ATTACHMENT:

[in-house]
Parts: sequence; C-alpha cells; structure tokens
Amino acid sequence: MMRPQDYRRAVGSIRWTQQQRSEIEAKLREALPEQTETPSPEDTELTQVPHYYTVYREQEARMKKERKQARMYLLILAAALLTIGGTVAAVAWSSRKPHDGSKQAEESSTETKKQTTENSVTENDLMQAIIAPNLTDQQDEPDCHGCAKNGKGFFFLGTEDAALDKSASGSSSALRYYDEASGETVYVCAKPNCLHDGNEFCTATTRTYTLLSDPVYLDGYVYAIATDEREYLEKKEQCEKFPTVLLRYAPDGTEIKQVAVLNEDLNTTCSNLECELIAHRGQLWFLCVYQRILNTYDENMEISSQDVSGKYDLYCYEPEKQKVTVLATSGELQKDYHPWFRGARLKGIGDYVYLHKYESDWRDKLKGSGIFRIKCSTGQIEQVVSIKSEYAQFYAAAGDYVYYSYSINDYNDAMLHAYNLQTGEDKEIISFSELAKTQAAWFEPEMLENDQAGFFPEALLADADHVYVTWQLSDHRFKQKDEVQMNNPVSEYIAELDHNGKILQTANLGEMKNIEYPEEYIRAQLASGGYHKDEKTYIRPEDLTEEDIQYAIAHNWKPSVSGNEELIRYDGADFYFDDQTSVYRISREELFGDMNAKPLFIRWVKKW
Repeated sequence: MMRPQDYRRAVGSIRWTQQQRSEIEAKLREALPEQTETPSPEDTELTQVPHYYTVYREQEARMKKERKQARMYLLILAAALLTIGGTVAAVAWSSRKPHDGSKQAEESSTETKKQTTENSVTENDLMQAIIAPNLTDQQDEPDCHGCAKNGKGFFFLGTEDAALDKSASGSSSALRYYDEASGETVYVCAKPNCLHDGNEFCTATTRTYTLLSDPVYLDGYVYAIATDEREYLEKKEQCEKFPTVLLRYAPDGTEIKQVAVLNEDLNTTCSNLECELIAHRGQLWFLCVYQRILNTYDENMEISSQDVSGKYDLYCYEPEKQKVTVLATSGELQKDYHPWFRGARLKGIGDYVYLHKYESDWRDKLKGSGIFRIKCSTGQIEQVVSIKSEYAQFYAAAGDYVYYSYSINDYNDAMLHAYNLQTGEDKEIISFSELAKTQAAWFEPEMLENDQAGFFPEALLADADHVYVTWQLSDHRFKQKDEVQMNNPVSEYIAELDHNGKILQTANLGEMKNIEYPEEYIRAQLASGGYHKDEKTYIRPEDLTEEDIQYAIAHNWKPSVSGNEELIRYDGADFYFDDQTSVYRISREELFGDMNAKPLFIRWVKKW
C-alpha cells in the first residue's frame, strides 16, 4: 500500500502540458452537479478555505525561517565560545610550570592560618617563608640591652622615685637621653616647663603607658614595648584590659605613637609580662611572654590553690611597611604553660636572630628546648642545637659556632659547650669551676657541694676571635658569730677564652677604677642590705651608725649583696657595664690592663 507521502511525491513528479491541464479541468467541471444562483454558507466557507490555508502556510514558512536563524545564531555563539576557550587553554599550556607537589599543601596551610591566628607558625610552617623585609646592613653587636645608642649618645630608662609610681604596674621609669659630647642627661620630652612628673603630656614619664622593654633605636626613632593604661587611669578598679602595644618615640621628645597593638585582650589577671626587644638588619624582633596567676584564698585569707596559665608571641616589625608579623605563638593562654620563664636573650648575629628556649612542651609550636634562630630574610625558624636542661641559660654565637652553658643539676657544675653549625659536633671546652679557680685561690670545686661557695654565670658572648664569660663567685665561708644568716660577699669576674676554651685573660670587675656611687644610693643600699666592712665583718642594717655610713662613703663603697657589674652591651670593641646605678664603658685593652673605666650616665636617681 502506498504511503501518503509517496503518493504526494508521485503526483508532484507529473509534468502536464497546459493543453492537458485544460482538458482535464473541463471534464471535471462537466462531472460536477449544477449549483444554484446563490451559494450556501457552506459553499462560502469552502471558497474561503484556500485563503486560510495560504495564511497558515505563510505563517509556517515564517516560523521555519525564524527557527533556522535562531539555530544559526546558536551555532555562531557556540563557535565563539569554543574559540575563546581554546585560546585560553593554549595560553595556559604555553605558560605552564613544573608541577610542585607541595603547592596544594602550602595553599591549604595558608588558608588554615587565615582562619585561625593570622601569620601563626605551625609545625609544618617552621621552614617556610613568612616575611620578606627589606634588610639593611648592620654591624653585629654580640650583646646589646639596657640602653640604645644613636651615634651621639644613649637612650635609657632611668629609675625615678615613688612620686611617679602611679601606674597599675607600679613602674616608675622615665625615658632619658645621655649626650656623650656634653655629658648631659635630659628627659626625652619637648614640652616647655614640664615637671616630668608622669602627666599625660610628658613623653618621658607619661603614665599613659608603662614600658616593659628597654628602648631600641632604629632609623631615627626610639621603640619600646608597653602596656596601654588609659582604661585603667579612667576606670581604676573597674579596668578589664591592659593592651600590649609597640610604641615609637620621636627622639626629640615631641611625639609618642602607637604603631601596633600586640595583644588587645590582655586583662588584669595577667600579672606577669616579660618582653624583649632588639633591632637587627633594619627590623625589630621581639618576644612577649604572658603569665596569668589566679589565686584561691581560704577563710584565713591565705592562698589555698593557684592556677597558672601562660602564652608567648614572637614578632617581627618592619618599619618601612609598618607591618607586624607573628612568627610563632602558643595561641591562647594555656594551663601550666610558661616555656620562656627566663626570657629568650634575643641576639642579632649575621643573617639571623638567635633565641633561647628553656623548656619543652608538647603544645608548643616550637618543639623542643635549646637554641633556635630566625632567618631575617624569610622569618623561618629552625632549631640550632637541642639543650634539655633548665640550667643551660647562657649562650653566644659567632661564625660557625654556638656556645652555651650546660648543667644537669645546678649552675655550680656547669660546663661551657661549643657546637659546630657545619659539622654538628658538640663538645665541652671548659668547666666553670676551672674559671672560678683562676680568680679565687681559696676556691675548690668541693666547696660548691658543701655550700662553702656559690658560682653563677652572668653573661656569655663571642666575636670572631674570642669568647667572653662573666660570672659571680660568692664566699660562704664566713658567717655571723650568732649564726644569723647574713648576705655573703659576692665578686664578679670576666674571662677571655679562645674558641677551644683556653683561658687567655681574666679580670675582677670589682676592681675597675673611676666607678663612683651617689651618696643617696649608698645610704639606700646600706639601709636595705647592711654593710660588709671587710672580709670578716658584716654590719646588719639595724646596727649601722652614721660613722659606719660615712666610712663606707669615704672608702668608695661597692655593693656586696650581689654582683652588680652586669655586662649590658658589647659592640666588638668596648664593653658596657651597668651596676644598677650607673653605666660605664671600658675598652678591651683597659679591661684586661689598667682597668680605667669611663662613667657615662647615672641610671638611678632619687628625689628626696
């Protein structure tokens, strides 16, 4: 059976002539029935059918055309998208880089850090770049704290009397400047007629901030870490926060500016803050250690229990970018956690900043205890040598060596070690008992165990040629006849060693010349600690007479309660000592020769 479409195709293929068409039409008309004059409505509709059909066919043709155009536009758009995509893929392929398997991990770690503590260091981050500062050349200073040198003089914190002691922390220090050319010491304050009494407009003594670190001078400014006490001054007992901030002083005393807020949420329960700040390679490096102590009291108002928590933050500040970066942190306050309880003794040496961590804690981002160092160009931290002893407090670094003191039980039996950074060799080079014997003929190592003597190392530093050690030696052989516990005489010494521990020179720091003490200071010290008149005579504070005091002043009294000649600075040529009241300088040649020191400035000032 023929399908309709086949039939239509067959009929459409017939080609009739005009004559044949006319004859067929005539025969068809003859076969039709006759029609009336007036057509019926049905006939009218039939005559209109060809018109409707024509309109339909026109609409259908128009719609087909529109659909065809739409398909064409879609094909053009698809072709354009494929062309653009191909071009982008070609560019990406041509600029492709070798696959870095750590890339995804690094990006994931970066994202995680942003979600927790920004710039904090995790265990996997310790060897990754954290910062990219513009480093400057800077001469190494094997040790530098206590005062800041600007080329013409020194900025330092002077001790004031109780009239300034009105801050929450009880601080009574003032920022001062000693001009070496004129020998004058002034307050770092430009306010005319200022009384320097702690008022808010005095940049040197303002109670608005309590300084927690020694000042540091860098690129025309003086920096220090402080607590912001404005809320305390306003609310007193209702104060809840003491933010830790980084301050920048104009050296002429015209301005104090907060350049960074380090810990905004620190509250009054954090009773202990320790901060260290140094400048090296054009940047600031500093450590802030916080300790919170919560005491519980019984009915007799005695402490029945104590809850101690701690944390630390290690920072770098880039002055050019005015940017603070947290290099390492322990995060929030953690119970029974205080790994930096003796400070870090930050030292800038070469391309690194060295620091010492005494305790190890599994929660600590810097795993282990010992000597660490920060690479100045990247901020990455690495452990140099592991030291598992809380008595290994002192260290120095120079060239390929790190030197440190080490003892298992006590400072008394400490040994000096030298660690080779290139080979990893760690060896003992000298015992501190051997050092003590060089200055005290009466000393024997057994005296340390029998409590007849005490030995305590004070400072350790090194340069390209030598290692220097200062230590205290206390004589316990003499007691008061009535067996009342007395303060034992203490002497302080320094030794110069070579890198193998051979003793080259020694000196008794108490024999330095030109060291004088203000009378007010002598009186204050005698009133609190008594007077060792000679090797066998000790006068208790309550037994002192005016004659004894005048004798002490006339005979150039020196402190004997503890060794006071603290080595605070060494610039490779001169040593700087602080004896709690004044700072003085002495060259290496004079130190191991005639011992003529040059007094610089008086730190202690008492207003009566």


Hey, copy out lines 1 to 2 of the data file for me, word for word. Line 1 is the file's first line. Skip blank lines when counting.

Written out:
[in-house]
Parts: sequence; C-alpha cells; structure tokens